By Himanshi Kapoor
Raffles v Wichelhaus, often known as “The Peerless case”, is a crucial case in English contract law based on mutual mistake. This case is critical because each party had a ship named ‘Peerless’ without being aware of the fact that the other party also had a ship with the same name and thus, having no clue of the other ship’s existence. In this case, it was established that the contract is not binding on the parties when there is a mutual misunderstanding about the contractual terms.
Essential details of the case
CITATION:  EWHC Exch J19
(1864) 2 H & C 906; 159 ER
COMPLAINANT/PLAINTIFF: Mr. Raffles
DEFENDANT: Mr. Wichelhaus
COURT: Court of EXCHEQUER
BENCH: Pollock C.B., Martin B., and Pigott B.
DATE OF JUDGEMENT: 20 January 1864
FACTS OF THE CASE
Mr. Raffles (plaintiff) and Mr. Wichelhaus (defendant) entered into a contract wherein the plaintiff agreed to sell 125 bales of Surat cotton to the defendant at the rate of 17 1⁄4 decimal per pound. The agreement specified that the cotton would arrive in Liverpool from Bombay through a ship named “Peerless”.
There were two ships in Britain named “Peerless”, one arriving in October and another in December. According to the statements given in court of law by Mr. Wichelhaus, the defendant believed that the shipment would arrive in October. Still, Mr. Raffles, the plaintiff, was unaware of any such ship and believed that the contract meant that the shipment would arrive in December.
In December, when the shipment arrived, the plaintiff tried to deliver 125 bales of cotton to the defendant, but he refused to take the cotton, saying that the agreement was for the ‘Peerless’ that arrived in the month of October.
The plaintiff sued the defendant for breach of contract, arguing that the date of the ship was not relevant and the name “Peerless” was only mentioned in the possibility that if the ship sank en route, the contract would become void.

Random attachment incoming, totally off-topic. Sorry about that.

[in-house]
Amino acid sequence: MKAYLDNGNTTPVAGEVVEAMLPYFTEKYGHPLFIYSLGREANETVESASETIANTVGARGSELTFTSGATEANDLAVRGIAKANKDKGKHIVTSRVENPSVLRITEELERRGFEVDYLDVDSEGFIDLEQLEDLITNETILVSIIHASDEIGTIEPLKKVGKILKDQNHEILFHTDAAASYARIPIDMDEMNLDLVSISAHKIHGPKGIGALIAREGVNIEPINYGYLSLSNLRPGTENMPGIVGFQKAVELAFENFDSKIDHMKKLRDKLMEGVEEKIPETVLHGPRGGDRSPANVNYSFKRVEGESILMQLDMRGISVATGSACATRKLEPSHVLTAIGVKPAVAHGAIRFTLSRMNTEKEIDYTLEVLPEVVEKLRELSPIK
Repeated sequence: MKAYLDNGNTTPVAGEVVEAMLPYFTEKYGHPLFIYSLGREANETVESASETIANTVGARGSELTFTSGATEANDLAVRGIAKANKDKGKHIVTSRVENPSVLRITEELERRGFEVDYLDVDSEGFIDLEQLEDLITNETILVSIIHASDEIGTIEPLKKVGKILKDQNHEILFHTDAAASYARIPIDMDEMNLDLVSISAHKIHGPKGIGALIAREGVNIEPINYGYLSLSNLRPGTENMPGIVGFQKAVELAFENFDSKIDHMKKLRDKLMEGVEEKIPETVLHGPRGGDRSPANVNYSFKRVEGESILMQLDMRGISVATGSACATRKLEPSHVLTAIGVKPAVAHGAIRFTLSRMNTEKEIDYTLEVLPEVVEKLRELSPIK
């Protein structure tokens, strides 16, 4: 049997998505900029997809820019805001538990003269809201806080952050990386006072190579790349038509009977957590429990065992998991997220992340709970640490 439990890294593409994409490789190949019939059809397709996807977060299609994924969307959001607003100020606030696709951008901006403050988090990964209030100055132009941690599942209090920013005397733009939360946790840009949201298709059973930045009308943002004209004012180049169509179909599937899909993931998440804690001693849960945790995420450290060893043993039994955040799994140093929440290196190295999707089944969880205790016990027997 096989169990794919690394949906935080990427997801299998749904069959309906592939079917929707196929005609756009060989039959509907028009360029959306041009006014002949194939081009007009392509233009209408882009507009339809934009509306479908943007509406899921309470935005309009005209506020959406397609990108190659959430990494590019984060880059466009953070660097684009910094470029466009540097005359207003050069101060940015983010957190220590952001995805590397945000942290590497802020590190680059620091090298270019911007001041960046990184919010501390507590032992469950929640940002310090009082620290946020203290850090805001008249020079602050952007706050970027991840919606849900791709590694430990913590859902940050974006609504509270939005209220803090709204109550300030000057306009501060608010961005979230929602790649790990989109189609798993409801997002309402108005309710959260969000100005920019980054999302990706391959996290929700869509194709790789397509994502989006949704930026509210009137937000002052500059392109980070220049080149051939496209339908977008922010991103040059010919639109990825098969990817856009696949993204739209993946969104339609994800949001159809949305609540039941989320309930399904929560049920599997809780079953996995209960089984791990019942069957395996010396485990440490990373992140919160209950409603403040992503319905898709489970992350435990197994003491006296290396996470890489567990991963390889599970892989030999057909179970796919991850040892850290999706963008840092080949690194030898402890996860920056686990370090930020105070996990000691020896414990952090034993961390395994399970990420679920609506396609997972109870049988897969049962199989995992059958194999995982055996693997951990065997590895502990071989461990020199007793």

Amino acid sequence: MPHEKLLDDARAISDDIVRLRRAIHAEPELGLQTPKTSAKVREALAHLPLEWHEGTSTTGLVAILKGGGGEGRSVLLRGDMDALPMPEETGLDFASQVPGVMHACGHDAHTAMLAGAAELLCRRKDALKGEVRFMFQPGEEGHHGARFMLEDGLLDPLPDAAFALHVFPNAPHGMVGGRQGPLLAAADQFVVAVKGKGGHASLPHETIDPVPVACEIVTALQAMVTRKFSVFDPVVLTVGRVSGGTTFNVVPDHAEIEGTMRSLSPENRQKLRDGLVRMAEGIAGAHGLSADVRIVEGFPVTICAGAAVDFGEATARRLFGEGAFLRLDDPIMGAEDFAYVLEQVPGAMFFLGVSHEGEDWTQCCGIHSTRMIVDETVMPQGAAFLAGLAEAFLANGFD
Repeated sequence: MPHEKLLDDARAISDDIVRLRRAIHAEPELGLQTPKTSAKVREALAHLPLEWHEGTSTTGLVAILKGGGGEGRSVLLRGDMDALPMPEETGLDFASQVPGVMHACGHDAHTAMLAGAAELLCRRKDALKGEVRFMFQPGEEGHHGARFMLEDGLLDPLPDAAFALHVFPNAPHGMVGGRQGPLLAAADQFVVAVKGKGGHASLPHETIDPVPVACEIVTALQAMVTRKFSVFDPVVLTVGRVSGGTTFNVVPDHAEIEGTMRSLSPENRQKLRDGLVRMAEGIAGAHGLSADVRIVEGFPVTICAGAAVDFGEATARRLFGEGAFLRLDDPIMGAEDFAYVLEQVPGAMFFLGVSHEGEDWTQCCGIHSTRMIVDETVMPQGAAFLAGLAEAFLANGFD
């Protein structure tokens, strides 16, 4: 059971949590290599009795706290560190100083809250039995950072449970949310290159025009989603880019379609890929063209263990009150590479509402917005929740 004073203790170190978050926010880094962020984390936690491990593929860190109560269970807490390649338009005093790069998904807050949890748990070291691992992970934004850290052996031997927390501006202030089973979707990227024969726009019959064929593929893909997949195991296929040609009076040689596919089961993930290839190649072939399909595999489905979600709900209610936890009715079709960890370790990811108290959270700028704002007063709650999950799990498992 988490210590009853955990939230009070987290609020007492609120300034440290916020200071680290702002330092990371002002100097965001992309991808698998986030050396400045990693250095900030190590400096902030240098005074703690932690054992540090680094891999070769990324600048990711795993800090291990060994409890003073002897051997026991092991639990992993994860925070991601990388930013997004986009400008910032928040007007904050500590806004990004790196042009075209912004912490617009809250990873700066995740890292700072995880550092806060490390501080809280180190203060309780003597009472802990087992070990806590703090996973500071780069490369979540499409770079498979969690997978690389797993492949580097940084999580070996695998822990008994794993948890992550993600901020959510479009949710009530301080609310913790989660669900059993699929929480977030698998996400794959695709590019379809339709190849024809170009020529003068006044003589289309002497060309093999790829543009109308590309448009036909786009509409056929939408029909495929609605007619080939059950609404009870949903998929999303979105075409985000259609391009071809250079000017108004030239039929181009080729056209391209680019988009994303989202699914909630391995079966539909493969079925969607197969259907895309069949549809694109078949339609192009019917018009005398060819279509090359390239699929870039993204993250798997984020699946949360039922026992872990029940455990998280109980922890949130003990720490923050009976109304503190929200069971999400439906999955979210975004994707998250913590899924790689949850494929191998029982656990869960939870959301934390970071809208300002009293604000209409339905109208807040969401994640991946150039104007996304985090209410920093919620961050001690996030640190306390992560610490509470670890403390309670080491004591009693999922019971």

The issue before the court was whether the contract was enforceable or not, as the parties were in a disagreement with respect to the terms of the shipment and delivery.
Legal principle applied
A contract is invalid when there is a misunderstanding regarding the terms of an agreement.
After hearing all the facts and arguments given by the parties, the court found it extremely difficult to hold the defendant liable for the breach of contract as he performed it according to the contractual terms.
The terms of the contract were vague regarding the ship as only the name was mentioned and not the time of its arrival. Thus, the court held that there was no consensus ad idem (i.e., meeting of minds) as there was a misunderstanding, and held that the contract was not binding.
According to the court, this case was a mutual mistake because both parties were mistaken about the actual agreement, and hence, the contract was not binding on the parties.
This case established that a contract is neither enforceable nor binding if the terms of the agreement are ambiguous.